If you suffer from mal de civilisation (and who doesn’t these days?) catch one of the small ferries from Chóra Sfakíon or Paleochóra that sail 24 nautical miles to the triangular maquis-matted islet of Gávdos, the southernmost point in Europe, and one of the best places in the world to see and photograph the Milky Way
The year-round population is around 50 – down from 8,000 in the 1200s, but rises to around 3000 in summer. Known in ancient times as Clauda, it is said to be the Homeric Ogygia, the isle of Calypso; today it’s seductive for anyone seeking the peaceful Greek island of yore. Beware that although cedars provide some shade, it can get hot, and that the unpredictable sea can make your stay longer than you intended. Out-of-season ferries are so irregular that you’ll have to stick around Chóra Sfakíon and wait for one to appear.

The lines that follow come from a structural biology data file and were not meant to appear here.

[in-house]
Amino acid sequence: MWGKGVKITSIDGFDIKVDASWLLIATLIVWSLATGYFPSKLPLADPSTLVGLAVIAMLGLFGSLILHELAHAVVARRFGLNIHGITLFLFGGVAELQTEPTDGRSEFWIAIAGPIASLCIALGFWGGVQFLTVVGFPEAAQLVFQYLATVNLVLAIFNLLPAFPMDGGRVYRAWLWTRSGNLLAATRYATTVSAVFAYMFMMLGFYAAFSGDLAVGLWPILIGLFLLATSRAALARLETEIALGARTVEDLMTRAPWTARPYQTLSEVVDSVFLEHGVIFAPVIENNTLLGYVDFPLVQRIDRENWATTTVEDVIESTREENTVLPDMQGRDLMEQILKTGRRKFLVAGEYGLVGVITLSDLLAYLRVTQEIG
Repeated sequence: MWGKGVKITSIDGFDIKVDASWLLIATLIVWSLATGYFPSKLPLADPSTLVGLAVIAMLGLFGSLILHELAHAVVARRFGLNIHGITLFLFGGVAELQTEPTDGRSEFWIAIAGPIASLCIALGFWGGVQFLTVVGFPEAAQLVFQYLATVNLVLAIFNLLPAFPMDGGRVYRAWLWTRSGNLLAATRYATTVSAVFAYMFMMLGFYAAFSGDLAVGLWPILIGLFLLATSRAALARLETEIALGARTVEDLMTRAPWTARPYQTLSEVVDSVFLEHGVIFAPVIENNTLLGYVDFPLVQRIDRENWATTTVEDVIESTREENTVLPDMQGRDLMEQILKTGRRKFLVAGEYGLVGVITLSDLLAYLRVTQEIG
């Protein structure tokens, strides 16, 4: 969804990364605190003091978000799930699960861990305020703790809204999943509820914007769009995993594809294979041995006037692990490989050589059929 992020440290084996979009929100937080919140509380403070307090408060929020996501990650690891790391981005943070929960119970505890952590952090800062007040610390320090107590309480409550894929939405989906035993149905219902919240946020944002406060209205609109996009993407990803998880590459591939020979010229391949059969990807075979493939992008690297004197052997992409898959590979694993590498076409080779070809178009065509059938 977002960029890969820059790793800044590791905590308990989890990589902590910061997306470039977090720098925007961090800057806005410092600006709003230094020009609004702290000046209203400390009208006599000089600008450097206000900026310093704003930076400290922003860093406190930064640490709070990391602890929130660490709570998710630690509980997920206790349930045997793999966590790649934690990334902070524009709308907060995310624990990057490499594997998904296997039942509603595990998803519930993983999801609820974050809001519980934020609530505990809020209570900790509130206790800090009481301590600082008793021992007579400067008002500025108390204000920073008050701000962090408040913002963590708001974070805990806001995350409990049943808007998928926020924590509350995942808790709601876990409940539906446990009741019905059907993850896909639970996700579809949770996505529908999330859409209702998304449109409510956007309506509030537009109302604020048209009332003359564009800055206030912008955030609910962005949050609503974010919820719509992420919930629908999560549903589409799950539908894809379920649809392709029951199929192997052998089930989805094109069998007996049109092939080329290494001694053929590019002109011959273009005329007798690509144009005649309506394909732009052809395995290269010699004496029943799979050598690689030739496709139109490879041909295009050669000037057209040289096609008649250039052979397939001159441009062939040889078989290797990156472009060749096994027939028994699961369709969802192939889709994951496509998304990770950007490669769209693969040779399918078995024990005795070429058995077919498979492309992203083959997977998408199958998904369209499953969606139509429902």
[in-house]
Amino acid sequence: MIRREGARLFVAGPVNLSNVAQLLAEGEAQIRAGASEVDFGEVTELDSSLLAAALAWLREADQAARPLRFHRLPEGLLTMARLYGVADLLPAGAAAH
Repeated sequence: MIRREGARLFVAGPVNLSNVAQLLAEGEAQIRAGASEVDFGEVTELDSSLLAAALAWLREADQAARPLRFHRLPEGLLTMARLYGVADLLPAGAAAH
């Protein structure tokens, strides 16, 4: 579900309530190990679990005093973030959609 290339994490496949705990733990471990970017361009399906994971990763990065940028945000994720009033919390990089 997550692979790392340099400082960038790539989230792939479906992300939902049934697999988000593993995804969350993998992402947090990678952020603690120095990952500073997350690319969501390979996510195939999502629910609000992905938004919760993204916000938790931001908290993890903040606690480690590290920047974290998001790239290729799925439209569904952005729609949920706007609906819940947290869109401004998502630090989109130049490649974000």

Images by Artemis Katsadoura, Sergio M